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Less is More: The Rise of Workplace Sabbaticals

Less is More: The Rise of Workplace Sabbaticals

Renae Hurlbutt | DivineCaroline

July 13, 2011

Every year around this time, when summer casts its sunny spell and beckons me to come out and play, I’m reminded of the wily wisdom of my mother. Because while I’m sitting in front of a computer fending off carpal tunnel and brain drain, my mom is outside, tending to her veggie gardens, paddling in her kayak, and composing a poem or two while munching on freshly picked raspberries—and she’s getting paid.

The time off is a mini-sabbatical of sorts called summer break—far and away the best perk of being a middle-school teacher—and it serves a purpose: when she returns to work in the fall, she’ll be rejuvenated, happy, and brimming with fresh perspectives; in short, she’ll be a better teacher.

The notion that paid time off to restore, explore, and rejuvenate ultimately benefits the employer as much as the employee is a cornerstone in academia; in addition to summer breaks, universities routinely grant professors and faculty members sabbaticals to dive into research that they can’t explore while teaching.

Unfortunately for the rest of us working stiffs, it’s a little hard to come by in the confines of corporate America, where forty hours a week fifty weeks a year is the gold standard. But recent trends indicate the tide may be turning. This year, twenty-one of Fortune 500’s Best Places to Work offer fully paid sabbatical leave, a bigger percentage than ever before, which suggests that many employers—even profit-hungry ones—may be adopting a more holistic approach to improving their bottom line.

Here are a few world-renowned innovators that believe less is more when it comes to logging hours for the man.

Sagmeister, Inc.
Stefan Sagmeister is a prolific graphic designer whose work has likely caught your eye, whether you know it or not. He’s designed album covers for the Rolling Stones and David Byrne, a pretty little book of culture for BMW, a brilliant poster for Levi’s that featured a mosaic of Levi Strauss & Co. buttons in the shape of a housefly (get it, button-fly?), and countless commercials.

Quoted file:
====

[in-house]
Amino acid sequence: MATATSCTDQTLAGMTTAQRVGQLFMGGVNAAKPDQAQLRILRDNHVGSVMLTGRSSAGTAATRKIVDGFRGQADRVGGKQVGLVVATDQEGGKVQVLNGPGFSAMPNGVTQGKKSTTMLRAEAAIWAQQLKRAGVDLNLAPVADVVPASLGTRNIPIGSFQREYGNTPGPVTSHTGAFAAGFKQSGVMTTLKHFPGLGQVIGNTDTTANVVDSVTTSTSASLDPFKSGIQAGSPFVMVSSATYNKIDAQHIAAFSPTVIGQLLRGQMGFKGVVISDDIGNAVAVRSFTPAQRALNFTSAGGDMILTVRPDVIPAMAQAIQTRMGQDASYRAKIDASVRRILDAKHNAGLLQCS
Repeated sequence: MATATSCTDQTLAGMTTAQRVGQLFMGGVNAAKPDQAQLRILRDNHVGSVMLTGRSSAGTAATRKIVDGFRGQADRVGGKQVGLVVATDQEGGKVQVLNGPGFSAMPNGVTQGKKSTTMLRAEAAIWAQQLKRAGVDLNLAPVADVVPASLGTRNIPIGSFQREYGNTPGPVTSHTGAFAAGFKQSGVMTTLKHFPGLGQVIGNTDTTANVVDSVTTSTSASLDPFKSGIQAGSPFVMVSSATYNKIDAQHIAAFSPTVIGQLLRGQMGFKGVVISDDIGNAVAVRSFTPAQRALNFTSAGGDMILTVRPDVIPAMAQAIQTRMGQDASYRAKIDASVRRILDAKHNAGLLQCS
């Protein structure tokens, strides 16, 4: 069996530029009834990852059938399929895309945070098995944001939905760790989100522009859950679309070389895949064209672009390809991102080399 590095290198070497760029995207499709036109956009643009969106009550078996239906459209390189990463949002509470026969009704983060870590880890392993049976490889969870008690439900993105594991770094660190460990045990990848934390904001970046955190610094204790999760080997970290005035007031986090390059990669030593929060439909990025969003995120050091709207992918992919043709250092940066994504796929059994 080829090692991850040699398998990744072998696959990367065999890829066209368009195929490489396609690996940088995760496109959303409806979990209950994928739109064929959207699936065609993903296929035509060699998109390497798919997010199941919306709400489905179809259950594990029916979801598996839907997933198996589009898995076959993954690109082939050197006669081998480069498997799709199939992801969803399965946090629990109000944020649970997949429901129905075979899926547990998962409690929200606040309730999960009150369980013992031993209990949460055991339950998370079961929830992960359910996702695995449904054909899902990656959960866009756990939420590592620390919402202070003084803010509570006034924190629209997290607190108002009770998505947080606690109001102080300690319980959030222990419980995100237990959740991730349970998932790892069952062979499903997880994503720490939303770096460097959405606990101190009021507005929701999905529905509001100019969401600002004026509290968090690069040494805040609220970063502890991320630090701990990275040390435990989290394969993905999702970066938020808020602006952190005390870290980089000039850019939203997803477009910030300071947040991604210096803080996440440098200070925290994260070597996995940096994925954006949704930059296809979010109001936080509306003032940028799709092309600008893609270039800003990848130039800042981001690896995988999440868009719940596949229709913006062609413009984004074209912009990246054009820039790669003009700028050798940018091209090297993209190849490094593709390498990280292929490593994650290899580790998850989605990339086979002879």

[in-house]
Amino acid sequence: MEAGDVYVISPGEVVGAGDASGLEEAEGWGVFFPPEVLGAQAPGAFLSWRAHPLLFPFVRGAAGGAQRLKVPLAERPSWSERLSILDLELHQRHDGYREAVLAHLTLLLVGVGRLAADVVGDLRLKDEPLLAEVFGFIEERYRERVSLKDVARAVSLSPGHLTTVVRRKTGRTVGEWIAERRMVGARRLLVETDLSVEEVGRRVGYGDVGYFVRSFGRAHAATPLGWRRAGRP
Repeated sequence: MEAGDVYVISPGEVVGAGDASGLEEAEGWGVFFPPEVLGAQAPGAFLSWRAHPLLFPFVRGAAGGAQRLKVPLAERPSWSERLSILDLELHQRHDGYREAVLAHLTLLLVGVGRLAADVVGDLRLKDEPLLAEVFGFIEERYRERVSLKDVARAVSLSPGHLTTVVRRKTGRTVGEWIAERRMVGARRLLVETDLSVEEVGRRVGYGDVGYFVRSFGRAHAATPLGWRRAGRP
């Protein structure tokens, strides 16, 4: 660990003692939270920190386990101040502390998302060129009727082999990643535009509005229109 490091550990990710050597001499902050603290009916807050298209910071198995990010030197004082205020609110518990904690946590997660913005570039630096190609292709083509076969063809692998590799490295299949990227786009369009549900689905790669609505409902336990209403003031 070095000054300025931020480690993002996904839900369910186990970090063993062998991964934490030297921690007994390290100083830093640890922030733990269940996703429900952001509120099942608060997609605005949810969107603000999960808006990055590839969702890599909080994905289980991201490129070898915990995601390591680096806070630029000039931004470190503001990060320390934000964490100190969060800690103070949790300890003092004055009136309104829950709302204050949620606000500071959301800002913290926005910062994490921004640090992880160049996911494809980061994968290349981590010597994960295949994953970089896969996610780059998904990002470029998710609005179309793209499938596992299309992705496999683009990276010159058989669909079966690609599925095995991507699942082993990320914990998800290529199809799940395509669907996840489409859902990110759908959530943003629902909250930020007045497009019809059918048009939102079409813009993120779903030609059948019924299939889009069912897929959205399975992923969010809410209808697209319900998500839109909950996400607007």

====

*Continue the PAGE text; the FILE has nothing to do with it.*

The key to his creativity, he says, is that every seven years, he shuts down his firm in New York for one full year to pursue personal interests and curiosities.

The time away from clients and professional demands replenishes his seemingly bottomless well of inspiration and helps him produce great work when he returns to the office. It also makes him happy, the biggest reward of all. His latest sabbatical took him to Bali, where he and his team began work on a movie about happiness called, strangely enough, The Happy Film. It’s scheduled to be released in theaters this fall.

Google
Google doesn’t offer sabbaticals in the traditional sense, but engineers there are told to devote 20 percent of their time at work to chasing rainbows outside of their job description.

Often this translates into time spent developing new ideas for the company, but if an engineer wants to spend that fifth day spacing out and playing with Legos, that’s okay, too. The practice is based on Scotch tape maker 3M’s groundbreaking 15 percent time program, which was introduced in 1948 and gave birth to one of the brand’s most successful innovations: the Post-It note.

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